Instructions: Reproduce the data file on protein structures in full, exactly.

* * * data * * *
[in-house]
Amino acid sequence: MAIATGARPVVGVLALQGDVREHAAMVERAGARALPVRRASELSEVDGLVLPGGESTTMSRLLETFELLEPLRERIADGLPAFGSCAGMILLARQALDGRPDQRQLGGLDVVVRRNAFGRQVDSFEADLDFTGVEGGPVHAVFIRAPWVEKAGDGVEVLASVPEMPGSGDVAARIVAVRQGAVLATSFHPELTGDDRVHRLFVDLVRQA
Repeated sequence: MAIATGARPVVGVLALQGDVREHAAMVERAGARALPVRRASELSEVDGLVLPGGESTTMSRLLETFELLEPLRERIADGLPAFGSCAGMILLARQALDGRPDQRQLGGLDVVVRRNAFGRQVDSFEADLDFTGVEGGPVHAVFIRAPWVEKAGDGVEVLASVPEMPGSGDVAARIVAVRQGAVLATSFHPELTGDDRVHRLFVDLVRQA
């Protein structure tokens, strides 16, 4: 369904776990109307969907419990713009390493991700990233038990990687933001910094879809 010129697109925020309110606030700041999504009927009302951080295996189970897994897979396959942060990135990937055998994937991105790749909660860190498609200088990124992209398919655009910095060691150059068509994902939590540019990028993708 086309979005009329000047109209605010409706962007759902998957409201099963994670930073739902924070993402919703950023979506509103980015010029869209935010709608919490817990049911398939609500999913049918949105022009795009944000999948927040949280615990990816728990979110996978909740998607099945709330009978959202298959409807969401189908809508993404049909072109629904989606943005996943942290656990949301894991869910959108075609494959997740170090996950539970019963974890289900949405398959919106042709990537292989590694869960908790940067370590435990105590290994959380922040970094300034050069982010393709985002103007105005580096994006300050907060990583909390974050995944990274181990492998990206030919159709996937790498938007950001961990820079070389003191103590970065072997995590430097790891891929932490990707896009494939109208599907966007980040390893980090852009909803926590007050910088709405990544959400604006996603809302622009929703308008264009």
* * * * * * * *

[in-house]
Amino acid sequence: MAIATGARPVVGVLALQGDVREHAAMVERAGARALPVRRASELSEVDGLVLPGGESTTMSRLLETFELLEPLRERIADGLPAFGSCAGMILLARQALDGRPDQRQLGGLDVVVRRNAFGRQVDSFEADLDFTGVEGGPVHAVFIRAPWVEKAGDGVEVLASVPEMPGSGDVAARIVAVRQGAVLATSFHPELTGDDRVHRLFVDLVRQA
Repeated sequence: MAIATGARPVVGVLALQGDVREHAAMVERAGARALPVRRASELSEVDGLVLPGGESTTMSRLLETFELLEPLRERIADGLPAFGSCAGMILLARQALDGRPDQRQLGGLDVVVRRNAFGRQVDSFEADLDFTGVEGGPVHAVFIRAPWVEKAGDGVEVLASVPEMPGSGDVAARIVAVRQGAVLATSFHPELTGDDRVHRLFVDLVRQA
């Protein structure tokens, strides 16, 4: 369904776990109307969907419990713009390493991700990233038990990687933001910094879809 010129697109925020309110606030700041999504009927009302951080295996189970897994897979396959942060990135990937055998994937991105790749909660860190498609200088990124992209398919655009910095060691150059068509994902939590540019990028993708 086309979005009329000047109209605010409706962007759902998957409201099963994670930073739902924070993402919703950023979506509103980015010029869209935010709608919490817990049911398939609500999913049918949105022009795009944000999948927040949280615990990816728990979110996978909740998607099945709330009978959202298959409807969401189908809508993404049909072109629904989606943005996943942290656990949301894991869910959108075609494959997740170090996950539970019963974890289900949405398959919106042709990537292989590694869960908790940067370590435990105590290994959380922040970094300034050069982010393709985002103007105005580096994006300050907060990583909390974050995944990274181990492998990206030919159709996937790498938007950001961990820079070389003191103590970065072997995590430097790891891929932490990707896009494939109208599907966007980040390893980090852009909803926590007050910088709405990544959400604006996603809302622009929703308008264009």